Are Coding Bootcamps Worth It?
If you’re looking for a high-paying job in the tech world, learning how to code is a great way to get your foot in the door. Programmers can make close to six figures, and there are plenty of opportunities available for anyone who knows how to code.
Traditionally, learning how to code meant attending a college or university and earning a bachelor’s degree. But the rise of a new phenomenon means that’s no longer necessary. Coding boot camps allow students to learn to code in a much shorter period of time. Most coding boot camps only take about 3 months.
But are these coding boot camps really worth it? Some have questioned whether it’s possible to condense everything you’d learn in a four-year college program in just a few months.
The truth is, some coding boot camps are basically scams. They charge students hundreds or thousands of dollars and don’t offer real training or job opportunities. However, other coding boot camps can help students learn useful skills in a short amount of time.
In choosing a coding boot camp, students must be careful and do their research. The most important thing to look for is job placement statistics. Do students who graduate from this coding boot camp end up with jobs in the tech field? Programs with low job placement numbers are most likely not worth it. After all, the purpose of attending a coding boot camp is to land a job.
It’s also important to look at the types of classes offered at the boot camp. Are they keeping up with current trends in the tech world? Compare what you’ll be learning to the skills that employers in your desired field are looking for.
Finally, students who want to attend coding boot camp should be prepared for exactly what these programs will do for them. Coding Bootcamp is certainly worth it if you just want to get a job as a programmer, web developer, or software engineer. But to advance in the tech field, it may be necessary to earn a college degree.
Coding boot camps are designed to teach the skills needed for very specific jobs quickly. However, they can’t give students all the knowledge that comes with a four-year or even two-year degree. Graduates from boot camp programs may find that they later decide to go back to school. But for job seekers who are short on time and money, coding boot camp can be the perfect solution.
Do you have any experience with coding boot camp? Did it help you find a job? Tell us your thoughts!
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At the IT University of Copenhagen we offer a free IT coding bootcamp for female high school students through fall break. We do this for two reasons. Firstly, as a part of our strategy to attract more female students to ITU. Secondly, we want support female students in developing their coding skills. Our research shows that if we don’t do anything they tend to leave coding to their male peers. It goes for all of our graduates that good coding skills improves their chances for getting a well paid job in IT.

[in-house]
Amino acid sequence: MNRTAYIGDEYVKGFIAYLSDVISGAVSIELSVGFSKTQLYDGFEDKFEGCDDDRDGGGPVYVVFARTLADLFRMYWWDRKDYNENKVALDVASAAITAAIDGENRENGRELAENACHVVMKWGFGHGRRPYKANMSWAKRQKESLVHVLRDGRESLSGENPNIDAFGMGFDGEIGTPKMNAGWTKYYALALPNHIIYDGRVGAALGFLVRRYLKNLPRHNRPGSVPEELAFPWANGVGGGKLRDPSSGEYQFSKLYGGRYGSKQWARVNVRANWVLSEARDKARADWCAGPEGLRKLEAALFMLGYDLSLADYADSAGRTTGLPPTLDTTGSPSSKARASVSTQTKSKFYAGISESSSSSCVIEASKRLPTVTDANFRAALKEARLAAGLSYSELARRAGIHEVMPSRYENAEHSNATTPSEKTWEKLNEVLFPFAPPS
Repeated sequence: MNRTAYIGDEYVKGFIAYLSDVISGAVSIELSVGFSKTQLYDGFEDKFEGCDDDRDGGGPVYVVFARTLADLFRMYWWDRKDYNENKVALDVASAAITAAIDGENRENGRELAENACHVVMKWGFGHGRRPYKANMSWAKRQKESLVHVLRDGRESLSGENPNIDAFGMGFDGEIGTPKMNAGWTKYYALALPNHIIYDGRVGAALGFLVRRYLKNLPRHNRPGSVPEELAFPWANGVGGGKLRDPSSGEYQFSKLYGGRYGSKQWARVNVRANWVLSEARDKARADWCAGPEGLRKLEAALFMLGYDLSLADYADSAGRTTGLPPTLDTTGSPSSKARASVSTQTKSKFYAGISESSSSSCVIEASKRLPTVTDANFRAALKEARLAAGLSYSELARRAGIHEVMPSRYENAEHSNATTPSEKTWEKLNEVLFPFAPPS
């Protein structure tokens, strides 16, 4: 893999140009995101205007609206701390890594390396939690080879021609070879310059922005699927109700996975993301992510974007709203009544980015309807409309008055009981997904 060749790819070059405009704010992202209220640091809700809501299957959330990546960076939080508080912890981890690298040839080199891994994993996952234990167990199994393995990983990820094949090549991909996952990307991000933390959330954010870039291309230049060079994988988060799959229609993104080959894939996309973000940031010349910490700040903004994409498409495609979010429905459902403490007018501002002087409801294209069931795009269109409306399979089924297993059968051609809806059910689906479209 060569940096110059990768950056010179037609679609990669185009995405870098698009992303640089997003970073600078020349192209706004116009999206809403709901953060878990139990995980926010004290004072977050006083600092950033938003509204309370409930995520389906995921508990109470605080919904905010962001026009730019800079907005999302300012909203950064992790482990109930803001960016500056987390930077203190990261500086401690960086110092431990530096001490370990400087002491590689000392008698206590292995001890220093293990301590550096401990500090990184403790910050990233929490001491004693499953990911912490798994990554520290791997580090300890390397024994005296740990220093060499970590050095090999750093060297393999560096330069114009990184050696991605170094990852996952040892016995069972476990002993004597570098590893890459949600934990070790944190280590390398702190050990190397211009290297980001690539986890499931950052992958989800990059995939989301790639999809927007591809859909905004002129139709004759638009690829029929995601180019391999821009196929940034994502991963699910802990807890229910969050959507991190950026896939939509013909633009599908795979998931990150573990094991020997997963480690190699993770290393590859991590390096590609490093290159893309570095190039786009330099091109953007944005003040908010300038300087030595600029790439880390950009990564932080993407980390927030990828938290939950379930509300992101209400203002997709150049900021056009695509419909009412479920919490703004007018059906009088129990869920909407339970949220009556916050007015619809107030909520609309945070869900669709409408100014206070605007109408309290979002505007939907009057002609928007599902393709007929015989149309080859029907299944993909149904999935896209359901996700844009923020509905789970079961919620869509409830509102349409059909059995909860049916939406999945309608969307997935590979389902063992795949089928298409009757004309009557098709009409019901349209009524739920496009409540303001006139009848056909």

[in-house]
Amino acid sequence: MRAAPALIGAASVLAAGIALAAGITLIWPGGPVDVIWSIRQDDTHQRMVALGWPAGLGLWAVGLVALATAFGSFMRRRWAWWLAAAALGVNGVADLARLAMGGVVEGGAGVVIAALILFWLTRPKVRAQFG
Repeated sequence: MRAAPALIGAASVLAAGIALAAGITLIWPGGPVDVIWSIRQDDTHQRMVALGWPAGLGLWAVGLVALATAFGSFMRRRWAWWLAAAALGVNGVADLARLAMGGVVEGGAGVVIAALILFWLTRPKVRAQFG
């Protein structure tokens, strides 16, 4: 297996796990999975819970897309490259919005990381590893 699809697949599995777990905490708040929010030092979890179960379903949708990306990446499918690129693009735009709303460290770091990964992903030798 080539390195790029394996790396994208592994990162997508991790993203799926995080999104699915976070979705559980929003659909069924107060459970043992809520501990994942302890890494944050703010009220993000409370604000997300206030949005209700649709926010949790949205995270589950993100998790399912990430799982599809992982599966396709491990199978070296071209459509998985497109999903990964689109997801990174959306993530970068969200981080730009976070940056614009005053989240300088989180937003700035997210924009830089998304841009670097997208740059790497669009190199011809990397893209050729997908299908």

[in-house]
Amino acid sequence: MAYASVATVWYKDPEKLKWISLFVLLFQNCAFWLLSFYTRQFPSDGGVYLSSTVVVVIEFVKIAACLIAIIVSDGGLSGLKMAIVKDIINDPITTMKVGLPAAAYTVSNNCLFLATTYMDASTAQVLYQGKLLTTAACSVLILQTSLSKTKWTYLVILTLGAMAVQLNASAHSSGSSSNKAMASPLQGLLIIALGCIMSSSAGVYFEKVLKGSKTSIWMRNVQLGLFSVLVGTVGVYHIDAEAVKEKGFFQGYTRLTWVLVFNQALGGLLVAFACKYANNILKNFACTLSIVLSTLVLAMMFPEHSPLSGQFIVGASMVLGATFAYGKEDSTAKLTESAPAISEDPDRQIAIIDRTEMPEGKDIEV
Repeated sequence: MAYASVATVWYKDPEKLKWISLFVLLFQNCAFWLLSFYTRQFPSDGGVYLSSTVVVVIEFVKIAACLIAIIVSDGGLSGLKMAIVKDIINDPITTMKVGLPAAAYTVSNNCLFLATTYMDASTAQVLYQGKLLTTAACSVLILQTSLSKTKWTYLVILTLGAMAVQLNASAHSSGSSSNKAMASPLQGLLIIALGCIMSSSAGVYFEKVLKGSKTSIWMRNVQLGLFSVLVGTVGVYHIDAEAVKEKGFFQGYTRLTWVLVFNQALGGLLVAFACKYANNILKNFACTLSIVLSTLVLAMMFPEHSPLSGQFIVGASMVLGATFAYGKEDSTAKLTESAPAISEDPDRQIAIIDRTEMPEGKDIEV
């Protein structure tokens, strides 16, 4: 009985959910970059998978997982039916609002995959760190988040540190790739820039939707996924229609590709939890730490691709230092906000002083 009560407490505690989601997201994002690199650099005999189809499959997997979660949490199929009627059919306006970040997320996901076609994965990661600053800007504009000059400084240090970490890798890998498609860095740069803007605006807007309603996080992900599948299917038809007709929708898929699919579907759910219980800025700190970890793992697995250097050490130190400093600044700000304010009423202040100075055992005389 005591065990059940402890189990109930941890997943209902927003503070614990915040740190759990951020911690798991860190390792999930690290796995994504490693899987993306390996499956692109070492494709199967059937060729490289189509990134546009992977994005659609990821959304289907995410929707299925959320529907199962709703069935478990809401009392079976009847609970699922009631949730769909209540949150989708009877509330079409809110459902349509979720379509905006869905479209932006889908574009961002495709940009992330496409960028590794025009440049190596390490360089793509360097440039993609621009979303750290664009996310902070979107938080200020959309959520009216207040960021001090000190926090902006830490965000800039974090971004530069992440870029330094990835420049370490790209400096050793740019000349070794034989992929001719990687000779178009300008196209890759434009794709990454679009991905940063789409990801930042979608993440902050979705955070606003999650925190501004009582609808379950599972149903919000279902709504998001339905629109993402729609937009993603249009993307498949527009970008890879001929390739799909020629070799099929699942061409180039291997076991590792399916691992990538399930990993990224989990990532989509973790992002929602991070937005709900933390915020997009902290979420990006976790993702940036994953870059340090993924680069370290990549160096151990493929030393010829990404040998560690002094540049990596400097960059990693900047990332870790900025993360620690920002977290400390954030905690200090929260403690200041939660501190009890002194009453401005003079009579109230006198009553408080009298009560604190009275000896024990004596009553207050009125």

As a coder of 30+ years … if you want to be a computer programmer, pick a language stack (ask a friend who codes), grab a few books sit down at your computer and begin. It’s that simple, or difficult depending on whether you can discipline yourself to spend a few hours each day.
1. Don’t just follow the examples, once you have even a tiny bit of understanding, start experimenting. Invent simple things you could try and code. Some will be easy and you will probably find parts of the project that are more difficult or beyond your current ability. in either case, that’s great! The parts you cannot do yet, provide some direction as to what you might need to learn.
2. Don’t worry, what may seem like an overwhelming amount of information and sub-categories initially, will eventually all fall into place until it comes without thinking. If you play a musical instrument, you’ve already experienced that feeling, the same with learning anything complex like chess or doing magic tricks or playing poker, etc.
3. Have FUN – In general other programmers will enjoy answering your questions (we tend to have fairly large egos and so love any opportunity to show off LOL).
4. Every programmer has strong opinions on languages, syntax, methodologies and frameworks .. listen to them, read about them and then find your own way.
5. Most importantly ENJOY the process.
Coding camps can by both fun and useful, but I would use them like an encyclopedia…go when you want to learn something specific or very abstract. Something with which you are not very familiar .. maybe something like security, encryption, new technologies (for an overview), etc. But in general I wouldn’t recommend them to learn coding from the beginning.